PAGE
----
Irving Penn (1917-2009) is known as one the most influential photographers of the 20th century. Over his nearly 70-year career, the New York native created unique images ranging from portraits and nudes to peculiar close-ups of cigarettes. This year would’ve marked Penn’s 100th birthday, and in honour of his legacy the C/O museum in Berlin is showcasing some of his most memorable work.
“Photography is just the present stage of man’s visual history.”
This quote by Penn is the first thing one sees when entering the exhibition. Penn’s words appear on the walls throughout, along with information of all the phases of his career. Most pictures are in black and white, their contrasts amplified by the dark grey walls which they hang on.
The exhibition is divided into the different themes which Penn worked around. He becomes more and more dimensional as the pictures go on. He shot fashion for Vogue, photographed some of New York’s elite, but also travelled to South America to capture the images of struggling locals. In addition to people, Penn was also fascinated by objects, beautiful or rugged. At times he would compose them strategically or simply let them be as they are.
When it comes to portraits, one can wonder how a photographer manages to make their model feel comfortable in front of the camera. Penn had a distinct method of his own: Staging the picture in a corner of two plain walls, creating an intimate space between him and the model. When looking at the images, the people in front of the camera aren’t smiling or laughing that often, but there is a sense of trust in their eyes. Penn knows what he’s doing, and they can see it. In one of the rooms of the exhibition, one can try the cornering method themselves: There are two panels set up forming a corner, and a tripod which one can attach their phone to and take a picture. For a fleeting moment, anyone can imagine themselves as Penn or one of his famous models.
Where Penn’s own imagination and creativity really shows, are his “still life” images. He would take a scenario, an everyday moment, and collect objects within that context. He would arrange them aesthetically and snap a photo. A compelling piece called “Theatre Accident” shows a glitzy handbag lying open on the floor, and personal belongings such as theatre goggles, keys, a pen and some pills falling out. It is uncomfortable and glamorous at the same time, as a night at the theatre might be. A personal story is told just through objects.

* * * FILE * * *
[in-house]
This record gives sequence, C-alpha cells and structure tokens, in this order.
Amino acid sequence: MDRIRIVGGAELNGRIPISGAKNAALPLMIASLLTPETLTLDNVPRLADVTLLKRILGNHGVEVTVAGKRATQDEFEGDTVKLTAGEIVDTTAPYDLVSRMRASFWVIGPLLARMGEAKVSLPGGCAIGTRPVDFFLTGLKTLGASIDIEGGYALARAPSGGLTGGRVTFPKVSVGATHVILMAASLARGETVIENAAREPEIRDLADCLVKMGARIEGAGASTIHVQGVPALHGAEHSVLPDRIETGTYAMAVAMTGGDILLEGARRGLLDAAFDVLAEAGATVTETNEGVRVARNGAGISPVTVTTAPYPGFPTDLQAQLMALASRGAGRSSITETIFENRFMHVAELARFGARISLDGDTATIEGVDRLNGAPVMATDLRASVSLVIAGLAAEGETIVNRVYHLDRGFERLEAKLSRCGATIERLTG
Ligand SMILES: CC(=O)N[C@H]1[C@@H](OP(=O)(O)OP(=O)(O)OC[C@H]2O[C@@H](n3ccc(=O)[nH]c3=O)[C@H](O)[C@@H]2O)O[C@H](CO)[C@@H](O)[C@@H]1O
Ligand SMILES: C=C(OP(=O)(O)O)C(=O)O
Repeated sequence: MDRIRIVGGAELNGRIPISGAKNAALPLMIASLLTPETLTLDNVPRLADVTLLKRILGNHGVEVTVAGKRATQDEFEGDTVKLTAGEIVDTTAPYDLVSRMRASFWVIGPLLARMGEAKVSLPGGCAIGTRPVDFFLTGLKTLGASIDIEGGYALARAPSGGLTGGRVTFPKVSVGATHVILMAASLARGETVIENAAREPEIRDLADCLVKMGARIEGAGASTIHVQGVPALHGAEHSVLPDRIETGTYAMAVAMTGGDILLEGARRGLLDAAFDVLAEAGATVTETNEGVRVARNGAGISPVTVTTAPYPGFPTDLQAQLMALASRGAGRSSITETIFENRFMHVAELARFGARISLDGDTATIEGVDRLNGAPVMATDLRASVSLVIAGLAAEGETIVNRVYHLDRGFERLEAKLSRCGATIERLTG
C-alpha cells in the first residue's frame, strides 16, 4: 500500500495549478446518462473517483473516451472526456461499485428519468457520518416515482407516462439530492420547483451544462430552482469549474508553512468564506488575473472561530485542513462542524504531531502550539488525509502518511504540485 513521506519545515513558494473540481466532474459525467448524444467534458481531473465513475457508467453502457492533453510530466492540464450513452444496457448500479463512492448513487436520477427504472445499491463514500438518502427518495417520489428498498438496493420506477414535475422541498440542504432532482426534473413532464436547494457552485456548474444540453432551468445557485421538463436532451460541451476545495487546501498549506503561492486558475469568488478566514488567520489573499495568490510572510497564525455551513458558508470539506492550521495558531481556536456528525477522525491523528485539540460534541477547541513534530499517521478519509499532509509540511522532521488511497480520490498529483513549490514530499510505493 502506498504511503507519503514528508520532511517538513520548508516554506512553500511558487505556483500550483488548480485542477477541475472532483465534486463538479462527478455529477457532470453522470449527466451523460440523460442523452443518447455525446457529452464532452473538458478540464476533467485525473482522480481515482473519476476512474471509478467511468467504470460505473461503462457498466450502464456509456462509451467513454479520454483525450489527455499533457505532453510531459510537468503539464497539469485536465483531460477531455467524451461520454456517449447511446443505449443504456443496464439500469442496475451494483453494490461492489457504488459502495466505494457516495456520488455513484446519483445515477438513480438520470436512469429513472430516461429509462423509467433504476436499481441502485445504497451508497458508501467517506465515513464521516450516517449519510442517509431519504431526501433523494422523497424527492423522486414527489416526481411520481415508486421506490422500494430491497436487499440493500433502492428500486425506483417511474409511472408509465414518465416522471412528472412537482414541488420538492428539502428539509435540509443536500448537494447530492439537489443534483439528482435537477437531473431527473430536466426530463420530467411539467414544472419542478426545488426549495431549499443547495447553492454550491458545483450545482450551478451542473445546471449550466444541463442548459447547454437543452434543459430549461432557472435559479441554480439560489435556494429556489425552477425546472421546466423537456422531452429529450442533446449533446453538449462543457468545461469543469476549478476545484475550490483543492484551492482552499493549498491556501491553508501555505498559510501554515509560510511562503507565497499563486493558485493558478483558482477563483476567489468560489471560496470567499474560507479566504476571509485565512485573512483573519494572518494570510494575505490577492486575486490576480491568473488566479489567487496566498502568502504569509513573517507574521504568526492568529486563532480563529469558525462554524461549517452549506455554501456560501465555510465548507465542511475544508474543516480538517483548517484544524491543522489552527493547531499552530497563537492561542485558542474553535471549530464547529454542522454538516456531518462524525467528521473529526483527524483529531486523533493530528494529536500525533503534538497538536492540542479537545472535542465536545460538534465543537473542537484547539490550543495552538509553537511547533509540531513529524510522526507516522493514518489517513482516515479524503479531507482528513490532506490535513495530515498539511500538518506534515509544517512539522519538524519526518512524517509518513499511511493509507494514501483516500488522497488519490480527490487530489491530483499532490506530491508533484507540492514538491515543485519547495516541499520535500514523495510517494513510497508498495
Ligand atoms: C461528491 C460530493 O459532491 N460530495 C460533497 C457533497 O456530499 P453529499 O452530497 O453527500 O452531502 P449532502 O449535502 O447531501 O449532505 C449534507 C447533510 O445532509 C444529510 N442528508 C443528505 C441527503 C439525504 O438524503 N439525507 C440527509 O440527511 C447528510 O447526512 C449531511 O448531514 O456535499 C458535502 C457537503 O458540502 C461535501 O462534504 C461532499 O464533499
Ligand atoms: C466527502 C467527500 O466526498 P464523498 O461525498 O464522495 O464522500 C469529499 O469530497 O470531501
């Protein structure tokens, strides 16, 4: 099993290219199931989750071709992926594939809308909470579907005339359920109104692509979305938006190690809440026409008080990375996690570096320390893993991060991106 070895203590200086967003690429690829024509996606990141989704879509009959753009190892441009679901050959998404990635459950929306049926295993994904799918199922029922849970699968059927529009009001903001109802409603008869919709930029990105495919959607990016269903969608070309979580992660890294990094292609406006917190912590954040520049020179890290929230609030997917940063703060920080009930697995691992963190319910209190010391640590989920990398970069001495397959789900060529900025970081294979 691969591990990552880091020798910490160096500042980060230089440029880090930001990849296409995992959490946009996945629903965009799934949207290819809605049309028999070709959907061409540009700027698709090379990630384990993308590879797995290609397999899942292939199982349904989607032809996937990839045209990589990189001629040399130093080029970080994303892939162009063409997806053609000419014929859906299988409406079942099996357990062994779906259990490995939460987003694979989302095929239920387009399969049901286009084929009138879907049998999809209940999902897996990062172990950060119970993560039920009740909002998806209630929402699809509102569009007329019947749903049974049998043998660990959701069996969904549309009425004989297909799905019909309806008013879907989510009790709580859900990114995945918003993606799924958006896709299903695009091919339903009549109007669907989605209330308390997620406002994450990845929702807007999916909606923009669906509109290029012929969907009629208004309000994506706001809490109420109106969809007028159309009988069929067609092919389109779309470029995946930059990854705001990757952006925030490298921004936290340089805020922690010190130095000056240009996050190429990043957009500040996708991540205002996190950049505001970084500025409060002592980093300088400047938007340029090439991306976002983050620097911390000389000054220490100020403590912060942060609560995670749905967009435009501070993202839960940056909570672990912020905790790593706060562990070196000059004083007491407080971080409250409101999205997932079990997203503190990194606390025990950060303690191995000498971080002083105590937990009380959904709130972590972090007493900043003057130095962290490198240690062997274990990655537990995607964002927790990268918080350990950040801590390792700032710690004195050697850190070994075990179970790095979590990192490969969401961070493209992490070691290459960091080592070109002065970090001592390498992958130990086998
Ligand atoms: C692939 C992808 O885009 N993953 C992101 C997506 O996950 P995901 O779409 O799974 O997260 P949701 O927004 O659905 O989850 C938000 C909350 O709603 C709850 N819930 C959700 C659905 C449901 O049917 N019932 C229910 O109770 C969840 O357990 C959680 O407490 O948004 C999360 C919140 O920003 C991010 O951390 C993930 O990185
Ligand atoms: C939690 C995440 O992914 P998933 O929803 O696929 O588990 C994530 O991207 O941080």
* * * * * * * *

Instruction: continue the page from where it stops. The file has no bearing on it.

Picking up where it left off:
The still life pictures were some of Penn’s first work for American Vogue, where he worked throughout his career. Through working in fashion he also met his wife, a Swedish model named Lisa Fonssagrives, and they shot several covers together. But Vogue wasn’t only interested in fashion, they wanted to have multi-faceted content: an example of this is Penn photographing the people of Cuzco in their traditional clothes for the December 1949 issue. The process of how he approached the locals and their interaction is explained in text nearby the images, bringing the viewer along for Penn’s journey.
While Penn is mostly known for his portraits, he was a man of many interests. One of his most baffling works was a photo series of burnt, dumped cigarettes. The close-up images push the viewer to confront their feelings about smoking and figure out whether a dangerous object can still be appreciated solely for its visual appearance. The subject of appreciating traditionally unpleasant objects, such as metal waste or decaying flowers, continues in the last couple of galleries.
A visitor of the exhibition gets a broad overview of Penn’s life and times, professional and a little bit of the personal. He died at the age of 92, leaving behind an enormous body of work. The perception left is not so much of a genius, but a humble man who just liked to work hard and explore all that intrigued him. Perhaps that is the quality behind most successful people.